- Follow the draft guidance on GRAS panels in the event a GRAS panel is convened for GRAS conclusions that will not be submitted to FDA as well; and
- Do not make any honorarium provided to a member of a GRAS panel contingent on the outcome of deliberations by a GRAS panel.
The circumstances, if any, under which FDA anticipates reviewing the recommended documentation noted above - on the selection and vetting of each member of a GRAS panel - are not mentioned in the draft guidance. Specifically, there is no indication that such information should be included in a GRAS notice. Further, while FDA encourages transparency and making public the written procedures for organizing and managing a GRAS panel, there is no explicit recommendation to include the procedures in any GRAS notice that may be submitted.
Further, the use of a GRAS panel is clearly voluntary. In this regard, the draft guidance on convening GRAS panels repeats an observation that also appears in FDA's GRAS Final Rule and elsewhere. Specifically, "A GRAS panel is one mechanism that proponents have used to demonstrate that the safety of a substance under the conditions of its intended use is generally recognized by qualified experts. However, the use of a GRAS panel is not the only mechanism for doing so and the use of a GRAS panel does not necessarily mean that the GRAS criteria have been met." See 81 Fed. Reg. 54960 at 54974-75 (Aug. 17, 2016).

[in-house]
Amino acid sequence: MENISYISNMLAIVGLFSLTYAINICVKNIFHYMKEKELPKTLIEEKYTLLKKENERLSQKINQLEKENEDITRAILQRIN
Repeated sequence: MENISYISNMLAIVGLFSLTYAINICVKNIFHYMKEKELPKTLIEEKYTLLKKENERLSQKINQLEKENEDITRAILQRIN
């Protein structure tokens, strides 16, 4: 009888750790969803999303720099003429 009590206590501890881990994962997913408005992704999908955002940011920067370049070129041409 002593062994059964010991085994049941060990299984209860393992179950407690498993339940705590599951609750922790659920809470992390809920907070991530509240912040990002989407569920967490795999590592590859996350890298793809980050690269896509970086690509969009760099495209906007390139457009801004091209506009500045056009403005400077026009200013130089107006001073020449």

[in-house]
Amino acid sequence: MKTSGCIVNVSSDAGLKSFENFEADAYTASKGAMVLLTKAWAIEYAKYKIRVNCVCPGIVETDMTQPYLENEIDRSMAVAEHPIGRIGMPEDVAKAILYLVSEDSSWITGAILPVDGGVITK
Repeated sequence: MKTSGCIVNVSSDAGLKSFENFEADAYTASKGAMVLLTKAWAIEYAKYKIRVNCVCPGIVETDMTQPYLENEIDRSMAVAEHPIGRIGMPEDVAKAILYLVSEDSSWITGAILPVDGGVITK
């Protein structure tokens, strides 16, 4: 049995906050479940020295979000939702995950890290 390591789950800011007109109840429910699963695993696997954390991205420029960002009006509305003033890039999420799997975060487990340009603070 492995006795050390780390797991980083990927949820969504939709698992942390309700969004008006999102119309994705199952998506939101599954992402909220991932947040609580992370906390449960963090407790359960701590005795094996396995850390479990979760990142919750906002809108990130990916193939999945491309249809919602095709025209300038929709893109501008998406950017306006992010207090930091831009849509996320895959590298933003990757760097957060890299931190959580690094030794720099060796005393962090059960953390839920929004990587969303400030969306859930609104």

A second guidance document titled "Regulatory Framework for Substances Intended for Use in Human Food or Animal Food on the Basis of the Generally Recognized as Safe (GRAS) Provision of the Federal Food, Drug, and Cosmetic Act: Guidance for Industry" was issued on November 15, 2017, the same day as the draft guidance on GRAS panels was issued. This guidance document reiterates FDA's comments, advice, and recommendations on meeting the GRAS criteria that are already available in the preamble discussion from FDA's GRAS Final Rule. Key points include FDA's advice to voluntarily submit a GRAS notice for FDA oversight, and the recommendation to use the framework for a GRAS notice (seven parts) for independent GRAS conclusions as well.
Importantly, regarding the validity of independent GRAS conclusions, the GRAS Final Rule and both of FDA's November 2017 guidance documents recognize that the definition of a "food additive" under Section 201(s) of the Food, Drug, and Cosmetic Act (21 U.S.C. 321(s)) excludes GRAS substances. GRAS substances, therefore, are not subject to mandatory premarket review by FDA under section 409 of the Federal Food, Drug and Cosmetic Act (FD&C Act; 21 U.S.C. 348). As noted in FDA's response to the 2010 GAO report, however, FDA believes that its ability to oversee the safety of added food ingredients, including GRAS substances, would be enhanced if the manufacturer were required, prior to marketing any new substance or new use of an existing substance, to notify FDA and submit scientific evidence demonstrating the safety and legality of the intended use. Despite the GAO report and FDA's comments, there is no imminent action by Congress to make the submission of GRAS conclusions to FDA mandatory, or to otherwise modify the GRAS provision of the FD&C Act or provide funding for FDA to audit companies to confirm agreement with independent GRAS conclusions.